Portland's Drug Impact Areas are safe for the summer.
As the Mercury reported this week, Multnomah County District Attorney Rod Underhill has been weighing whether to pull staff from the program, which bans drug offenders from hanging around Portland's busiest drug zones.
The city has been footing the bill for dedicated prosecutor, who ensures certain drug offenders are given exclusion orders as part of their probation. But Mayor Charlie Hales pulled the plug on that funding, part of his efforts to close a $21.5 million funding shortfall.
Underhill told me this morning he's still deciding whether he'll continue to enforce the drug zones, but that an influx of summer interns has freed him up to think about it until the end of the summer.
"It's business as usual until the interns go back to school," he said. He'll return his attention to the matter in August.
Business owners are great fans of the impact areas, saying they've cut into the drug trade in areas like Old Town, where dealers have traditionally pooled. The policy is the ancestor of much-maligned Drug Exclusion Zones, which didn't require a conviction to enforce. The zones were killed in 2007 amid concerns they unfairly targeted minorities.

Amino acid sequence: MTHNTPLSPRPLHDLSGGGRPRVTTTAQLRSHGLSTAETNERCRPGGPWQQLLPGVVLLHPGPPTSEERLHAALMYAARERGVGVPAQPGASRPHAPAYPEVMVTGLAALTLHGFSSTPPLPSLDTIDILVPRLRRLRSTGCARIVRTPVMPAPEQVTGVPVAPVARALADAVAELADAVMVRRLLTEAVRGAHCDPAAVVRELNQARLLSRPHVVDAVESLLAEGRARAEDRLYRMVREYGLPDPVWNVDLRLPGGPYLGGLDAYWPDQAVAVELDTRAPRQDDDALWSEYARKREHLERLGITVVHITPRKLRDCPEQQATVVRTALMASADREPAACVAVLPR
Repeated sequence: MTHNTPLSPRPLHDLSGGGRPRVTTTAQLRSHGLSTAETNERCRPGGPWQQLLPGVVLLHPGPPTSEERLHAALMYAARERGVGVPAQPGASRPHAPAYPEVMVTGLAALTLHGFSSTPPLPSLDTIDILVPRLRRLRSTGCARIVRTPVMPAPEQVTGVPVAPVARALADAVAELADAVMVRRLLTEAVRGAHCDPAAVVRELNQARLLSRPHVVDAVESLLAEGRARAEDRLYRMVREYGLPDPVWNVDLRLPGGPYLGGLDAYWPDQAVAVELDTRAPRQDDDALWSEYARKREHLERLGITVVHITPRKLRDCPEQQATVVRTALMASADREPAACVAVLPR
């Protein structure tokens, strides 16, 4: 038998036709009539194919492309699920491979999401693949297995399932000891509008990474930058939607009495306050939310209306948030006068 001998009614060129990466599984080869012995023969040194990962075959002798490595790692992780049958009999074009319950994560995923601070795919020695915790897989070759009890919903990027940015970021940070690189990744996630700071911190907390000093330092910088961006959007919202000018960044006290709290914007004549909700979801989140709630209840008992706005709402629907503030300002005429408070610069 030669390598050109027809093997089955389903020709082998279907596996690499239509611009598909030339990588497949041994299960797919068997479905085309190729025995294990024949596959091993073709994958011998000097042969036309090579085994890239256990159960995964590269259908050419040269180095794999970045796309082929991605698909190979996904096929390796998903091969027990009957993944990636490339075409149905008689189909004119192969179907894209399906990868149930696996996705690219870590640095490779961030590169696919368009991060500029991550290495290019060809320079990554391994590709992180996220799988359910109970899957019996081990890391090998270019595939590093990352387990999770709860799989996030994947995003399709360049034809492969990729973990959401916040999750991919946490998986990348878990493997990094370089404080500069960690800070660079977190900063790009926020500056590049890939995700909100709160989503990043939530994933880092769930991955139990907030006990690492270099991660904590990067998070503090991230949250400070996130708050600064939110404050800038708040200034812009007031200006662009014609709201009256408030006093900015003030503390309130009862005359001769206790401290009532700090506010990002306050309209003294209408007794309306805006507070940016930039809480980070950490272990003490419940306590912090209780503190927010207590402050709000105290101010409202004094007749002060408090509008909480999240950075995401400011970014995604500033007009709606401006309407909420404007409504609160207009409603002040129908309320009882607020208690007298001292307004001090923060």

Since DIAs were established by then-Mayor Sam Adams in 2011, more than 1,000 exclusions have been issued, the DA's office says. Police had arrested 113 people for violating their exclusions as of December 31.
As he has with a host of other issues, Hales argued it's the county's responsibility to fund a prosecutor for the program. He told me he's confident Underhill will find the resources for continued support.
But when I told Underhill of the mayor's outlook this morning, he chose his words carefully.
"I'm glad he's confident," he said.